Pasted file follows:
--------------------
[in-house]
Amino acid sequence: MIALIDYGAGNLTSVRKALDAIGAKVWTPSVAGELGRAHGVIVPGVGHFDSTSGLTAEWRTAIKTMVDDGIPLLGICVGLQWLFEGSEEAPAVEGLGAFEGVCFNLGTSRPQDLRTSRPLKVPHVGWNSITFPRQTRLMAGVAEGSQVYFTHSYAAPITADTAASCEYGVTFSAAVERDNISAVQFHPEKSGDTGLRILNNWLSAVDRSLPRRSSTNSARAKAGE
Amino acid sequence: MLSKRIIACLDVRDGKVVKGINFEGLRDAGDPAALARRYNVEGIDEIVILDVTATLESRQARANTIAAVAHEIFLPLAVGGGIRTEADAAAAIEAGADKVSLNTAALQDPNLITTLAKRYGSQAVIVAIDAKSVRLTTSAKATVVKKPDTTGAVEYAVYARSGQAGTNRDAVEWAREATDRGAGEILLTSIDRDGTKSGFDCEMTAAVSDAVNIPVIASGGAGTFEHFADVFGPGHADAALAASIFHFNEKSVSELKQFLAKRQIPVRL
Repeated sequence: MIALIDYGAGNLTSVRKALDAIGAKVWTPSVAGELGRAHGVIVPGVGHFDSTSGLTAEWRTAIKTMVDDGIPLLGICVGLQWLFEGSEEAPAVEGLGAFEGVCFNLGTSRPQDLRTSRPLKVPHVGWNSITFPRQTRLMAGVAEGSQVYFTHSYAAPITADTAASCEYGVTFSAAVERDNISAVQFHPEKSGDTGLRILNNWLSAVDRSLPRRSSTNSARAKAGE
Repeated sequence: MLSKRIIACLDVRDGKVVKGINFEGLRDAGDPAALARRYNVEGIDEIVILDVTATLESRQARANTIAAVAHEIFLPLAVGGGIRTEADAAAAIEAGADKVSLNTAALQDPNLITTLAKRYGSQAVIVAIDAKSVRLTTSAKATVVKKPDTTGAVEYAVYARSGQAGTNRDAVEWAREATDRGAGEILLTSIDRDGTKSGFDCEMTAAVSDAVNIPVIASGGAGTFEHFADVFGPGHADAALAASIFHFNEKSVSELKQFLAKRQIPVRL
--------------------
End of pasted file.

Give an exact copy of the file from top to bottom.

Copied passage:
[in-house]
Amino acid sequence: MIALIDYGAGNLTSVRKALDAIGAKVWTPSVAGELGRAHGVIVPGVGHFDSTSGLTAEWRTAIKTMVDDGIPLLGICVGLQWLFEGSEEAPAVEGLGAFEGVCFNLGTSRPQDLRTSRPLKVPHVGWNSITFPRQTRLMAGVAEGSQVYFTHSYAAPITADTAASCEYGVTFSAAVERDNISAVQFHPEKSGDTGLRILNNWLSAVDRSLPRRSSTNSARAKAGE
Amino acid sequence: MLSKRIIACLDVRDGKVVKGINFEGLRDAGDPAALARRYNVEGIDEIVILDVTATLESRQARANTIAAVAHEIFLPLAVGGGIRTEADAAAAIEAGADKVSLNTAALQDPNLITTLAKRYGSQAVIVAIDAKSVRLTTSAKATVVKKPDTTGAVEYAVYARSGQAGTNRDAVEWAREATDRGAGEILLTSIDRDGTKSGFDCEMTAAVSDAVNIPVIASGGAGTFEHFADVFGPGHADAALAASIFHFNEKSVSELKQFLAKRQIPVRL
Repeated sequence: MIALIDYGAGNLTSVRKALDAIGAKVWTPSVAGELGRAHGVIVPGVGHFDSTSGLTAEWRTAIKTMVDDGIPLLGICVGLQWLFEGSEEAPAVEGLGAFEGVCFNLGTSRPQDLRTSRPLKVPHVGWNSITFPRQTRLMAGVAEGSQVYFTHSYAAPITADTAASCEYGVTFSAAVERDNISAVQFHPEKSGDTGLRILNNWLSAVDRSLPRRSSTNSARAKAGE
Repeated sequence: MLSKRIIACLDVRDGKVVKGINFEGLRDAGDPAALARRYNVEGIDEIVILDVTATLESRQARANTIAAVAHEIFLPLAVGGGIRTEADAAAAIEAGADKVSLNTAALQDPNLITTLAKRYGSQAVIVAIDAKSVRLTTSAKATVVKKPDTTGAVEYAVYARSGQAGTNRDAVEWAREATDRGAGEILLTSIDRDGTKSGFDCEMTAAVSDAVNIPVIASGGAGTFEHFADVFGPGHADAALAASIFHFNEKSVSELKQFLAKRQIPVRL